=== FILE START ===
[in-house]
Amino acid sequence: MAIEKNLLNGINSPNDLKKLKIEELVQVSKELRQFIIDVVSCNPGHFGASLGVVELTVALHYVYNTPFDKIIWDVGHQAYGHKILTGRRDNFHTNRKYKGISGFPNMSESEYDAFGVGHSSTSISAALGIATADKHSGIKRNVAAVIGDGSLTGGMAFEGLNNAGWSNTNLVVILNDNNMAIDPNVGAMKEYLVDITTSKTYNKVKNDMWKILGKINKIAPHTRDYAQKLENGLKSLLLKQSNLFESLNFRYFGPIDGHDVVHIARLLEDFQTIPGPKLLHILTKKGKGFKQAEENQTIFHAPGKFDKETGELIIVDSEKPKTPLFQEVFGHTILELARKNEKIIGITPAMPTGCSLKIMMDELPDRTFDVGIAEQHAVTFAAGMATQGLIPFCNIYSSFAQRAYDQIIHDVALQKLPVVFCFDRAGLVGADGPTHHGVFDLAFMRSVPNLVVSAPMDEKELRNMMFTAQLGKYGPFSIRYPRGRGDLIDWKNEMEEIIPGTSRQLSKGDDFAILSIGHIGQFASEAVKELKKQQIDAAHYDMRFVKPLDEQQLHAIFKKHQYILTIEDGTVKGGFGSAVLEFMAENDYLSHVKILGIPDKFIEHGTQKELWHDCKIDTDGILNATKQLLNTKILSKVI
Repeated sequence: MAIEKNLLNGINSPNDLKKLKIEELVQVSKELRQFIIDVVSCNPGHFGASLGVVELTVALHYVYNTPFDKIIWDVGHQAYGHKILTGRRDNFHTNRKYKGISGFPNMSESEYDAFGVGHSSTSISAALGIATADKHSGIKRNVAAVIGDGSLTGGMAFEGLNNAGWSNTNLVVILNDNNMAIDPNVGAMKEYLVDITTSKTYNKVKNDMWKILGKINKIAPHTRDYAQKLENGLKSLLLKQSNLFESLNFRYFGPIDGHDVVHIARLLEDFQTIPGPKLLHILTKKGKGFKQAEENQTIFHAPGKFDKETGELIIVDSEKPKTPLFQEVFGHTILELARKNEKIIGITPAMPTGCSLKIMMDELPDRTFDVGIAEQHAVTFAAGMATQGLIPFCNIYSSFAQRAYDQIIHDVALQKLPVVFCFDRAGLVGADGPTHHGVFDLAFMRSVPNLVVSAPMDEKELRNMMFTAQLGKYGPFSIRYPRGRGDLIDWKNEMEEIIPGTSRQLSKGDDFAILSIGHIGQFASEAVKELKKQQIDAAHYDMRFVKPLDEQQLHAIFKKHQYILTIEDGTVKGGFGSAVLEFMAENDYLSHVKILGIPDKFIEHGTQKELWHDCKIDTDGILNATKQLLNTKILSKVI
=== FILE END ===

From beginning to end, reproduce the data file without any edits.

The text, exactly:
[in-house]
Amino acid sequence: MAIEKNLLNGINSPNDLKKLKIEELVQVSKELRQFIIDVVSCNPGHFGASLGVVELTVALHYVYNTPFDKIIWDVGHQAYGHKILTGRRDNFHTNRKYKGISGFPNMSESEYDAFGVGHSSTSISAALGIATADKHSGIKRNVAAVIGDGSLTGGMAFEGLNNAGWSNTNLVVILNDNNMAIDPNVGAMKEYLVDITTSKTYNKVKNDMWKILGKINKIAPHTRDYAQKLENGLKSLLLKQSNLFESLNFRYFGPIDGHDVVHIARLLEDFQTIPGPKLLHILTKKGKGFKQAEENQTIFHAPGKFDKETGELIIVDSEKPKTPLFQEVFGHTILELARKNEKIIGITPAMPTGCSLKIMMDELPDRTFDVGIAEQHAVTFAAGMATQGLIPFCNIYSSFAQRAYDQIIHDVALQKLPVVFCFDRAGLVGADGPTHHGVFDLAFMRSVPNLVVSAPMDEKELRNMMFTAQLGKYGPFSIRYPRGRGDLIDWKNEMEEIIPGTSRQLSKGDDFAILSIGHIGQFASEAVKELKKQQIDAAHYDMRFVKPLDEQQLHAIFKKHQYILTIEDGTVKGGFGSAVLEFMAENDYLSHVKILGIPDKFIEHGTQKELWHDCKIDTDGILNATKQLLNTKILSKVI
Repeated sequence: MAIEKNLLNGINSPNDLKKLKIEELVQVSKELRQFIIDVVSCNPGHFGASLGVVELTVALHYVYNTPFDKIIWDVGHQAYGHKILTGRRDNFHTNRKYKGISGFPNMSESEYDAFGVGHSSTSISAALGIATADKHSGIKRNVAAVIGDGSLTGGMAFEGLNNAGWSNTNLVVILNDNNMAIDPNVGAMKEYLVDITTSKTYNKVKNDMWKILGKINKIAPHTRDYAQKLENGLKSLLLKQSNLFESLNFRYFGPIDGHDVVHIARLLEDFQTIPGPKLLHILTKKGKGFKQAEENQTIFHAPGKFDKETGELIIVDSEKPKTPLFQEVFGHTILELARKNEKIIGITPAMPTGCSLKIMMDELPDRTFDVGIAEQHAVTFAAGMATQGLIPFCNIYSSFAQRAYDQIIHDVALQKLPVVFCFDRAGLVGADGPTHHGVFDLAFMRSVPNLVVSAPMDEKELRNMMFTAQLGKYGPFSIRYPRGRGDLIDWKNEMEEIIPGTSRQLSKGDDFAILSIGHIGQFASEAVKELKKQQIDAAHYDMRFVKPLDEQQLHAIFKKHQYILTIEDGTVKGGFGSAVLEFMAENDYLSHVKILGIPDKFIEHGTQKELWHDCKIDTDGILNATKQLLNTKILSKVI